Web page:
knig's Reviews > I is an Other: The Secret Life of Metaphor and How it Shapes the Way We See the World

I is an Other by James Geary
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's review
Feb 29, 2012

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bookshelves: 2012, blancmange-of-ideas

A suave compliment to Edward de Bono’s ‘Lateral thinking’ paradigm, this breezy compilation of cognitive association research kept me busy for a good two hours deciphering high school puzzles and engaging in blatant Pavlovian consumerism displays. Literally.

In the chapter ‘metaphor and advertising’, I gained no new insights, but this did not prevent me from falling prey to advertising gimmicks. Is someone paying James Geary to flog these things, but look here: this is an Hourglass Coffee maker, of which I am now a proud owner.

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It yields only two cups of coffee every TWELVE hours, but I HAD to have it, even though I’d never heard of it before. We are all doomed stooges of advertising.

Synesthetic metaphors next. To Daniel Tammet ‘Five is a clap of thunder’. Well, a thunder of claps to you, chappy, I thought, but thats not how MY brain works. Except, of course, it IS! I looked at this:


Which one is bouba and which one is kiki in the images above?

Well, I am pleased to report my answer is in the 98% percentile, YAAAY, (my highest test score ever). Which makes me apparently, completely, and utterly mediocre: one of masses. Still, though, 98%! I’m not letting anyone take that away from me.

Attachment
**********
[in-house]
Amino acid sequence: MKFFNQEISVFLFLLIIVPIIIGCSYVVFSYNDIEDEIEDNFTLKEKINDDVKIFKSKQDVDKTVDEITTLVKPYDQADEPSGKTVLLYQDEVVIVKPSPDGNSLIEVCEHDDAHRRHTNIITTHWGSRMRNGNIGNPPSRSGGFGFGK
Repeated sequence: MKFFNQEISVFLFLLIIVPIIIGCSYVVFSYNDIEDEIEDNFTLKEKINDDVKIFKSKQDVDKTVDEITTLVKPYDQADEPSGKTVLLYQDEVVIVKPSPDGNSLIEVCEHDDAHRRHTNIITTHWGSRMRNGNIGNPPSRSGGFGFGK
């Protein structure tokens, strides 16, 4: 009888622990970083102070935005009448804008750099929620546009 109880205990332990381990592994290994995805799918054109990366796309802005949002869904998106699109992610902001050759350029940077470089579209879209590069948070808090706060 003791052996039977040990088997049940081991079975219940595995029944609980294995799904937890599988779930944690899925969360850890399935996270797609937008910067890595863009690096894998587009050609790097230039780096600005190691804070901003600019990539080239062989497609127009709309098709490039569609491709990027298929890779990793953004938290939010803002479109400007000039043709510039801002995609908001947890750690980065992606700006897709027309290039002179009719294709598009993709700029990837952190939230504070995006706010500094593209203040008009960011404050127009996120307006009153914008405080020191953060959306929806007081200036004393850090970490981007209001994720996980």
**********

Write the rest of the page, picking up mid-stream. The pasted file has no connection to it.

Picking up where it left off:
The Stroop effect: Here, I am a massive failure, so all is SNAFU then. The idea is to name the colour of the word.


Redemption arrives finally with the purely linguistic synesthetic metaphors. Most people apparently find it easier to cope with a ‘fragrant purple’ rather than a ‘purpled fragrance’ but not I. I am definitely a purpled fragrance kind of girl.

An innocuous phrase: ‘Next Wednesday’s meeting has been moved forward two days’. So. Monday or Friday? Ask enough people and see a correlation: if they are moving (i.e. in motion when they answer) then its Friday. If they are stationary: Monday. Space-time continuum metaphors at work.

Hold a hot cup of coffee in your hands, and the person in front tends to look warm and niceish. Clutch an icy drink and your companion is suddenly cold and heartless.

Look up and say a number. Look down and say a number. Your higher number will be when you were looking up.

Arbitrary coherence concept: good one, must apply at work.

Ooops, whats that? I do believe my first Hourglass has FINALLY percolated. (well in a sense: its a cold brew system). Must see what all the bruhahaha is about now. Whilst thinking about my favourite metaphor in this book: Thomas Beecham’s harpsichord ensemble apparently sounds

like two skeletons copulating on a corrugated tin roof.

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